Travel and Tourism

Why Pinoys will love this new hotel chain in Japan

OOH LA LAI - Lai S. Reyes - The Philippine Star
Why Pinoys will love this new hotel chain in Japan
Osaka’s shopping mecca: Shinsaibashi, Osaka’s biggest shopping arcade, boasts a wide array of fashion and beauty shops with both local and well-known international brands.

It’s so easy to fall in love with Japan — its fascinating culture, the delicious food, the incredible innovation, the fully automated (heated) toilet seats, the capsule hotels, the faster-than-lightning bullet trains and the strict code of conduct when you meet someone local.

There’s this mesmerizing gracefulness about the way Japan can simultaneously be obsessed with every quirky contemporary fad, while still maintaining a reverent respect for its past.

I first went to Japan in 2006 on a whirlwind tour of Tokyo. Coming back to Japan (Osaka) just this month for a work trip, it felt like the first time all over again.

Osaka is less challenging than Tokyo. I also find the locals friendlier, less uptight.

And just like Tokyo, it’s a shopper’s mecca. Be prepared to get lost in a (shopping) maze called Don Quijote, that crazy department store/supermarket that offers every flavor of KitKat found only in Japan, kawaii items, even dildos!

Osaka’s biggest shopping arcade — Shinsaibashi — starts from one end of the Dotonbori Bridge. It boasts a wide variety of fashion and beauty shops with both local and well-known international brands. Shinsaibashi is the best place to people watch and get a sense of the local trends and fashions. The strip is also peppered with restaurants and cafes that offer waffles and crepes to pizzas, takoyaki and okonomiyaki, to Wagyu ramen, even green tea soft-serve ice cream.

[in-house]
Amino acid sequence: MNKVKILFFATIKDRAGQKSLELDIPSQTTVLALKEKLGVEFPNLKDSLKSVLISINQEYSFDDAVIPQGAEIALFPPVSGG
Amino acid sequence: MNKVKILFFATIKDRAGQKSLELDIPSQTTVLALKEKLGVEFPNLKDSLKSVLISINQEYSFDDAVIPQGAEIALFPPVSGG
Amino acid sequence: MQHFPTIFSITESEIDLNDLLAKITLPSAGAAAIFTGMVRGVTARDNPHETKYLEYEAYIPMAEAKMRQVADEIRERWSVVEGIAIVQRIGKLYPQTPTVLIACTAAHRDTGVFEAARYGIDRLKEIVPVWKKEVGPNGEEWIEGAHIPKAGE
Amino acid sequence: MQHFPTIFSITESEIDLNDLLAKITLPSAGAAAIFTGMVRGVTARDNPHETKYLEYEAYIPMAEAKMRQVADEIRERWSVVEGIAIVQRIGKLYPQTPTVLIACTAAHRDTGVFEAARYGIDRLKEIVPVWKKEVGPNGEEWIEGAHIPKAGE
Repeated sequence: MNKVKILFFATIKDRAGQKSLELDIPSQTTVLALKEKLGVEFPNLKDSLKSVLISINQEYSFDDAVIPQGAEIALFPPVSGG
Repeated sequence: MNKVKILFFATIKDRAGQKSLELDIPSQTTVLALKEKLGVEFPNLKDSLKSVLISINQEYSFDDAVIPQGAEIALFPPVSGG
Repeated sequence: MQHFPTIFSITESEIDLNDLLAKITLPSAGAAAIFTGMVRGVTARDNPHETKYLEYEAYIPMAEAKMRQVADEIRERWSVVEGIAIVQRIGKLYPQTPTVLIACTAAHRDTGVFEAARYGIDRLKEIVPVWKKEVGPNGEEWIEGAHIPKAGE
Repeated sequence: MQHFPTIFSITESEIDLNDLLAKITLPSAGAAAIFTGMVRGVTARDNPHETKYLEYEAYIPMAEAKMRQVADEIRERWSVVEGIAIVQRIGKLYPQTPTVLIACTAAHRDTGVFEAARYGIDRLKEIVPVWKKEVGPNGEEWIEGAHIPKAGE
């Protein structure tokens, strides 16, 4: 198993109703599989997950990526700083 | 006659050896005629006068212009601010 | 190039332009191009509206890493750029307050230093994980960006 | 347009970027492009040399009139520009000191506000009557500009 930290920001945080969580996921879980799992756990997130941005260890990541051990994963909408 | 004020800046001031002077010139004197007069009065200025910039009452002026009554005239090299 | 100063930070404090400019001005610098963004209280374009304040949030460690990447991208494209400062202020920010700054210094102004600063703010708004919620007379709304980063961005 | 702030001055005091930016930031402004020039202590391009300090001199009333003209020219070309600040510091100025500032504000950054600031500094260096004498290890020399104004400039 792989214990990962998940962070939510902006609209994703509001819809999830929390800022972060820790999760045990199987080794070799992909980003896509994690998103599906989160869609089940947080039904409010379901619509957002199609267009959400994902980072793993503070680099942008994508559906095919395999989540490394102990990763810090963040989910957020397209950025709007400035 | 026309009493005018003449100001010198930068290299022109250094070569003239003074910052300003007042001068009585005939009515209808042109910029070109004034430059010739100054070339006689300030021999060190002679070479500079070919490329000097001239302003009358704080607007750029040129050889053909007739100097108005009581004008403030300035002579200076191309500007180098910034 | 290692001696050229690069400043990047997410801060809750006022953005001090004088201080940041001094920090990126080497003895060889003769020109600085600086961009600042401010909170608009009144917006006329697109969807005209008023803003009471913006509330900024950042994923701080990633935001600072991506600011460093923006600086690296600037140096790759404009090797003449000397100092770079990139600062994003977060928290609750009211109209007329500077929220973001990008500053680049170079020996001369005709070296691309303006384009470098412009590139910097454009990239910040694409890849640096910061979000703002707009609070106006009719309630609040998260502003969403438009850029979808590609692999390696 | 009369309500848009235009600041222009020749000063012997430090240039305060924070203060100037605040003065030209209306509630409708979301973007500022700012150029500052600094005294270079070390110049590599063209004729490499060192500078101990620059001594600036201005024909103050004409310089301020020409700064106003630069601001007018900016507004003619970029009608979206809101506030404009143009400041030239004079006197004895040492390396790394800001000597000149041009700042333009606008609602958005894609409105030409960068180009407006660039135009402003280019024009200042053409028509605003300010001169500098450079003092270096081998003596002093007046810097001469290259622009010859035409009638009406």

In terms of food, Osaka rocks! Sure, there are posh Michelin-star restaurants in Tokyo, but when it comes to comfort Japanese food — ramen, takoyaki, okonomiya, yakitori, etc. — Osaka takes the spotlight. Lest you forget, Osaka is the birthplace of Pablo, known for the freshly baked cheese tarts Pinoys are crazy about.

These, I guess, are some of the things that endear Osaka to travelers — make that Pinoy tourists.

Your home away from home

With visa rules relaxed, visiting Japan has become an attractive option to budget-minded, travel-savvy Filipinos who make it a habit to regularly check online for discounted flights offered by low-cost carries like Cebu Pacific, which flies daily from Manila-Tokyo, three times weekly from Cebu-Tokyo and five times weekly from Manila-Osaka.

Add to that the availability of different types of accommodation. While capsule hotels appeal to backpackers, others have bookmarked the home-sharing app Airbnb on their smartphones for more options.

This growing market of Filipino visitors is exactly what the Japanese real estate group Xymax wants to tap. Partnering with Gokongwei-led property developer Robinsons Land Corp., Xymax has introduced a new budget hotel chain called Karaksa Hotels, which caters mainly to Filipinos and other Southeast Asian tourists.

“My colleagues chanced upon representatives of Go Hotels, Robinsons Land’s budget hotel chain, in a convention in Singapore a few years back,” shared Ryuhei Mori, head of overseas business development, Xymax, during the press briefing held at Xymax’s office in Osaka. “We’ve been hearing so many good things about Go Hotels. Needless to say, it became our peg for Karaksa.”

Ryuhei was joined by his colleague business development officer (for the Philippines) Karen Barretto, who noted that the growth in Southeast Asian tourists in Japan has surpassed that of Chinese visitors.

“Karaksa Hotels in Osaka and Kyoto have taken into account the preferences of Southeast Asians — particularly Filipinos — taking a page from Robinsons Land’s budget hotel chain, Go Hotels,” explained Karen, who hails from Bicol.

But unlike Go Hotels, the Karaksa Hotels is somewhere between economy and high-end. It does not have a gym or swimming pool, but it boasts complete room facilities, including a separate toilet and bath that’s roomy by Japanese standards.